Why would a company or landlord spend the estimated $500/sq. ft. (SF) it would cost to build a new high-rise office tower in Philadelphia, when it could buy serviceable Class A buildings for a quarter or a third of that cost, or lease space for maybe 5% as much per year?
"For a company looking for something new, green and transfomative, they may pay extra," insists Glenn D. Blumenfeld, of the Radnor office of Tactix Real Estate Advisors LLC.
He's in the business of selling corporate tenants on new space, and is busy these talking to the handful of big companies known or rumored to be looking for big space in town. See if he can convince you:
"First, many companies are consuming a lot less space per employee, so they can usually generate meaningful efficiencies if they've been in their current space for 10 years or more." See, for example, GlaxoSmithKline, which just shed a complex that once covered 800,000 SF south of the Parkway museum district, for a new 205,000 SF Liberty Property Trust building at the ex-Navy Yard in South Philly.
"Second" is what our philosophical friends might call the Dialectical or Counter-intuitive Argument: "Rental rates for the better buildings in town are in the $30s now," which is so low (vs. New York, Washington or Boston) that it's driving office landlords to convert properties to apartments, which means "office supply is contracting, thereby bolstering rents."
This is particularly happening in University City, the highest-rent office neighborhood in Philadelphia, where "the growth of our universities and health care systems (has resulted in the schools) freeing up space on their land-constrained campuses by moving admins nad office folks into office buildings in Center City." Indeed, Drexel, Penn and CHoP have all acquired new properties east of the Schuylkill -- even as "non-household-name companies" are paying high rents just to be in UCity near the hospital and U headquarters.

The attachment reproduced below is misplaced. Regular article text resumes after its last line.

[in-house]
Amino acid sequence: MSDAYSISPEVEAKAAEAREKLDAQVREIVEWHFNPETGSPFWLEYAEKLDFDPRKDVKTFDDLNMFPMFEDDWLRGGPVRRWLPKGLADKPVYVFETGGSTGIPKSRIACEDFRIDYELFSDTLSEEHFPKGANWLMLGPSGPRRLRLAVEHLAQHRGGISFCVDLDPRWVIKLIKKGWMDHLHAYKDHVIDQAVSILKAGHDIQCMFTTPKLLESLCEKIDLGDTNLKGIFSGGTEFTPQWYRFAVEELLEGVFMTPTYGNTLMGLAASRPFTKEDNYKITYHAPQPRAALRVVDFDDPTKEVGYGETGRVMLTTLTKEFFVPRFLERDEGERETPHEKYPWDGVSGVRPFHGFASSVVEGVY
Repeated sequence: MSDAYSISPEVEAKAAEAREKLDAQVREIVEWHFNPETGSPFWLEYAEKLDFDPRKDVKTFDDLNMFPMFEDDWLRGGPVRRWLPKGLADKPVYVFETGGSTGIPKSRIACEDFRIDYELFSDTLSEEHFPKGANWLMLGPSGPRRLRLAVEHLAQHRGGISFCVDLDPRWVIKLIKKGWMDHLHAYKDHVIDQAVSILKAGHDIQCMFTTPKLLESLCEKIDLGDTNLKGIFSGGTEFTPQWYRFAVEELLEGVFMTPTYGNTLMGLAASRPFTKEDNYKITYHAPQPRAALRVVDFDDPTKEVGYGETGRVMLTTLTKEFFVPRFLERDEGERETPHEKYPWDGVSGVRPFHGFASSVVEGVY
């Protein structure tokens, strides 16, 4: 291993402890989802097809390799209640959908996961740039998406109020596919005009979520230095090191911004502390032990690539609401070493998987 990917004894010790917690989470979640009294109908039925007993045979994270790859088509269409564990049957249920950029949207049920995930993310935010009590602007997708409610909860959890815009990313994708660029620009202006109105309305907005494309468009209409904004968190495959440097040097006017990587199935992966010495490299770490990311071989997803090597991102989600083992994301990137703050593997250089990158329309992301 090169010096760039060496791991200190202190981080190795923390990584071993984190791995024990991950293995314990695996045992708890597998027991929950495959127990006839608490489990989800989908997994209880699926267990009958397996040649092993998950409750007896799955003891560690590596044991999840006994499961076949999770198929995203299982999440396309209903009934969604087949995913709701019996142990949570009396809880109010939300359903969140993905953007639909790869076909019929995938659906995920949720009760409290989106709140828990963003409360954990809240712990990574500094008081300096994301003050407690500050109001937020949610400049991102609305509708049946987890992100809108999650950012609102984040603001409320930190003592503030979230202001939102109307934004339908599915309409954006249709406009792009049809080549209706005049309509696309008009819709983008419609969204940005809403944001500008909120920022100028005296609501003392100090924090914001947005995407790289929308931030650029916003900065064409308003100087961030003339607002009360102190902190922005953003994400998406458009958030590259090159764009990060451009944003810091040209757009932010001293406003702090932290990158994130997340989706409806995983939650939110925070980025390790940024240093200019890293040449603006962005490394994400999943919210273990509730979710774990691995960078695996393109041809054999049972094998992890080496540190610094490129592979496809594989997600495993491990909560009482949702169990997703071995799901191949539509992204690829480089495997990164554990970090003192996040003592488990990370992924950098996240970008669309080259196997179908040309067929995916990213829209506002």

"Also consider that Philly is an incredibly cheap office market." For Comcast to lease another Comcast Center-type property in New York (in case newly-obtained Rockefeller Center isn't enough), "they'd be paying rents above $150/sq ft."
And there's just that certain-something that makes a cool neighborhood worth the extra cash -- see for instance the Navy Yard, with Glaxo and Urban Outfitters and other new tenants: "Certainly (those firms) could have found cheaper existing space in the suburbs... Why did they do it? They are getting a unique campus environment with a hip urban feel" and low-rise construction.
"Our city is cheap when it comes right down to it" -- yet there are "not a lot of good blocks of 200,000 SF out there." Convinced?